What to Know
Little Elm police Detective Jerry Walker, a father of four, was killed Tuesday responding to a call about an armed man outside a home.
Suspected shooter later found deceased in a home on the 1400 block of Turtle Cove Drive; it's unclear if he was shot by police or himself
Donations for the Walker family are being accepted at the Capital One Bank - Little Elm Branch on East Eldorado Parkway.
A North Texas police detective was fatally shot Tuesday responding to a call about a gunman who ended up holding police at bay for hours in a suburban Dallas neighborhood before being found dead inside a home.
Little Elm Detective Jerry Walker, 48, was one of a number of officers who responded at about 3:30 p.m. to a report of a man armed with a long gun along the 1400 block of Turtle Cove Drive.
Lt. Orlando Hinojosa, with the Denton County Sheriff's Office, said Tuesday when officers arrived they spotted the armed man in a back yard and that they retreated to a defensive position when he began shouting at police.
The man, later identified by the Tarrant County Medical Examiner's Office as 46-year-old Rudy Garcia, barricaded himself in the house as patrol officers established a perimeter and activated SWAT to negotiate his surrender.
SWAT officers arriving at the scene began to take up positions along the perimeter. One of those officers was Walker, a SWAT marksman observer who joined a patrol officer near the intersection of Waterview Drive and Turtle Cove Drive, according to Little Elm Chief of Police Rodney Harrison.
Harrison said Wednesday he was at the scene, about 50 yards away from Walker, when they heard a single gunshot that struck somewhere in the intersection. He said he asked Walker over the radio if he knew where the shot came from and that Walker replied that he thought the man was shooting at them.
Moments later a hail of gunfire erupted from the home and Harrison said he witnessed the fatal shot being fired at Walker. Two officers returned fire -- the exchange lasting about a minute before the shooting would end, Harrison said.
Walker was critically wounded, shot in the neck and incapacitated. Harrison said two SWAT paramedics and another tactical officer were trying to make their way to recover Walker when a patrol officer positioned his Tahoe SUV between Walker and the suspected shooter's home.
Under the protection of the SUV, the officers were able to get Walker into the vehicle and rush him to another area where he was picked up by an air ambulance. He was then flown to Denton Regional Medical Center where he later died.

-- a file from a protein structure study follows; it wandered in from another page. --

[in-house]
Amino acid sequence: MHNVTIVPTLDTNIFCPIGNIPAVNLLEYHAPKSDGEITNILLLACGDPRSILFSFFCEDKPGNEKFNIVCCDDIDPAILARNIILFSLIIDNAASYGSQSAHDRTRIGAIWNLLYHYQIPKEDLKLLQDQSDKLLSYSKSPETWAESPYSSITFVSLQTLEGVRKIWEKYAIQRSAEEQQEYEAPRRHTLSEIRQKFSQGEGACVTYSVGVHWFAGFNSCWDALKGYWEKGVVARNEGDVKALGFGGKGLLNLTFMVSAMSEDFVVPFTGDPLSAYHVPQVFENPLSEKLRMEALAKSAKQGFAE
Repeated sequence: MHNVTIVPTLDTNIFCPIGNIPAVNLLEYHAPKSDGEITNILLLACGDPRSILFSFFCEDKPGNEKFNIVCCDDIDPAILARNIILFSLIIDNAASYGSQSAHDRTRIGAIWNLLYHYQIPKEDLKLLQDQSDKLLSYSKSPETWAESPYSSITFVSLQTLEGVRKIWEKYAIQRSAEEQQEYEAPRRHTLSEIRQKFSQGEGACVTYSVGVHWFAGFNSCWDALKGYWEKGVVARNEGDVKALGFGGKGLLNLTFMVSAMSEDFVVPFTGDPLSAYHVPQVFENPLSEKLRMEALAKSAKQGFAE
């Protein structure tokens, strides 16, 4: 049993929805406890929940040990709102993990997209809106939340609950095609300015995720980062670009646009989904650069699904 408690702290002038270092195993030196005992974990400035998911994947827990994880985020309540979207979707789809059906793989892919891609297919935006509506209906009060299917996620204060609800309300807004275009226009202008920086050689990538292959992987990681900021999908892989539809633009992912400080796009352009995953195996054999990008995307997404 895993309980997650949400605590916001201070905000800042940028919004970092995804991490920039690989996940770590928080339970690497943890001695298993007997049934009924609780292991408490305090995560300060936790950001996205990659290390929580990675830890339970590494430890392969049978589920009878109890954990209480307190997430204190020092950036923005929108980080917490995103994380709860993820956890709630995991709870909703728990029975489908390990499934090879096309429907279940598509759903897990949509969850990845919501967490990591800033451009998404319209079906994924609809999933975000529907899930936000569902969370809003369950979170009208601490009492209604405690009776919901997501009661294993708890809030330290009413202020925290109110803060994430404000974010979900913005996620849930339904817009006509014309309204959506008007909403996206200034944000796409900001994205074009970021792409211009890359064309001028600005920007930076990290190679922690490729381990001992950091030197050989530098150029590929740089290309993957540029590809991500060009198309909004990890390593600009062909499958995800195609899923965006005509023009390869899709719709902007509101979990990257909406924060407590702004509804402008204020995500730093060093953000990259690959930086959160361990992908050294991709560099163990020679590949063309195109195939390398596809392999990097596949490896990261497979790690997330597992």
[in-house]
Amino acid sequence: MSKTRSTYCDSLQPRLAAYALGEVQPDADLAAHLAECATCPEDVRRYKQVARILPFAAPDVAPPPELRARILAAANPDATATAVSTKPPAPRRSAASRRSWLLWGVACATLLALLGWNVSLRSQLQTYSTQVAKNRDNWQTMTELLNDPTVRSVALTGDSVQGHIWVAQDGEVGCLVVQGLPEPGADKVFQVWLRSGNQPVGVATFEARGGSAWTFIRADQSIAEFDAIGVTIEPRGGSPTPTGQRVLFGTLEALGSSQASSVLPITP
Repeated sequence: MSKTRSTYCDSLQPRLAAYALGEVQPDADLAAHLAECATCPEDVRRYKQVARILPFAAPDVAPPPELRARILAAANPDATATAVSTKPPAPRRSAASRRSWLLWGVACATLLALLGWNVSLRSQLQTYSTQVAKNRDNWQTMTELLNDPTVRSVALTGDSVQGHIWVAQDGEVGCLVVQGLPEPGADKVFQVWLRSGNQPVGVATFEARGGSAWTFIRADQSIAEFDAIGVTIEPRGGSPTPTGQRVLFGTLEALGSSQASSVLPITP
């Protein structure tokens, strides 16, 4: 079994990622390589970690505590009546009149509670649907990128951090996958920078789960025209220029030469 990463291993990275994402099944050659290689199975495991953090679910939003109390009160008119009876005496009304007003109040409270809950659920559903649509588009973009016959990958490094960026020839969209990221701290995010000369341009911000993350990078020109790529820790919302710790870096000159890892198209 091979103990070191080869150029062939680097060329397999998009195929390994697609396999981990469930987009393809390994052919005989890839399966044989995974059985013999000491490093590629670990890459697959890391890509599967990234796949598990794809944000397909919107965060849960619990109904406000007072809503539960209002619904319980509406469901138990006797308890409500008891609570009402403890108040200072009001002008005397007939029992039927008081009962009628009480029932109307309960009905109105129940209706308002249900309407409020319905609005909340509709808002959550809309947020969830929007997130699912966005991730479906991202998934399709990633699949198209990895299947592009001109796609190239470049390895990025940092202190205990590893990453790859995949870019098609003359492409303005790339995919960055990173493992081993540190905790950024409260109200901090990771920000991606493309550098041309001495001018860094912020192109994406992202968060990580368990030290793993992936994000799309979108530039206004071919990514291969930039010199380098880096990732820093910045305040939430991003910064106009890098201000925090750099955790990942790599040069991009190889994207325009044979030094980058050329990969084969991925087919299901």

Harrison said during a news conference Tuesday night Walker, who joined the department in September 1998, succumbed to his injuries hours after the shooting. He added that Walker was the father of four children ranging in age from a few months old to 22 years old.
"He was a model officer and someone who will be missed by the department and the town of Little Elm," said Harrison.
Shortly before Harrison confirmed Walker's death Tuesday night, a bagpiper played "Amazing Grace" as dozens of law enforcement officers from around North Texas lined up under a cold rain to salute Walker's body as it was carried from the hospital to a vehicle bound for the Tarrant County Medical Examiner's Office.
Meanwhile, dozens of officers, deputies and state troopers remained in the Little Elm neighborhood where the hourslong standoff with Garcia continued.
At some point early in the evening, an elderly woman, believed to be the Garcia's grandmother, was extracted by police through a first-floor window. After she was removed, police said Garcia was believed to be alone inside the home.
A robot deployed by police to search the home confirmed Garcia was deceased in a front room of the house. It is not clear if he was shot by police or if he took his own life.
While the Tarrant County Medical Examiner's Office confirmed Garcia's name Thursday, they have not yet confirmed his cause of death.
Harrison said the shooting investigation has been turned over to the Texas Rangers who are looking into the trajectories of rounds from both the suspected shooter and police who fired at the home.
Mayor David Hillock knew Walker for more than a decade, his son mentored by the fallen officer in the police explorer's program.
"Jerry was the guy that’s kind of always been here," Hillock said. "The town grew up around him pretty much."
Hillock said the town's population was about a thousand people when Walker started as one of the fourth or fifth officers in the department. It has now grown to about 35,000.
"He had such a tremendous influence and I don’t think anybody really realized it until Tuesday night," Hillock added. "Frankly I didn’t realize how much influence he had. He's really been around for all of it through the years."
Walker is the first Little Elm officer killed in the line of duty, the department said. He is also the first police officer killed in the line of duty in North Texas this year.
There will be a public viewing at Prestonwood Baptist Church located at 6801 Westpark Blvd. in Plano on Monday, Jan. 23 from 6 p.m. to 8 p.m.
Walker's funeral will also be held at Prestonwood Baptist Church in Plano on Tuesday, Jan. 24 at 10 a.m.
Gravesite services are pending.
A memorial fund has been set up for the Walker family -- anyone who wishes to contribute can make a donation at the Capital One Bank - Little Elm branch. You can mail donations to the bank, in the name of the "Jerry Walker Fund" to 2821 East Eldorado Parkway, Little Elm.
City leaders in Dallas, Plano and Corinth have ordered that flags be lowered to half-staff in memory of Walker until Tuesday.
NBC 5's Scott Gordon, Don Peritz, Homa Bash, Holley Ford and Ashleigh Barry contributed to this report.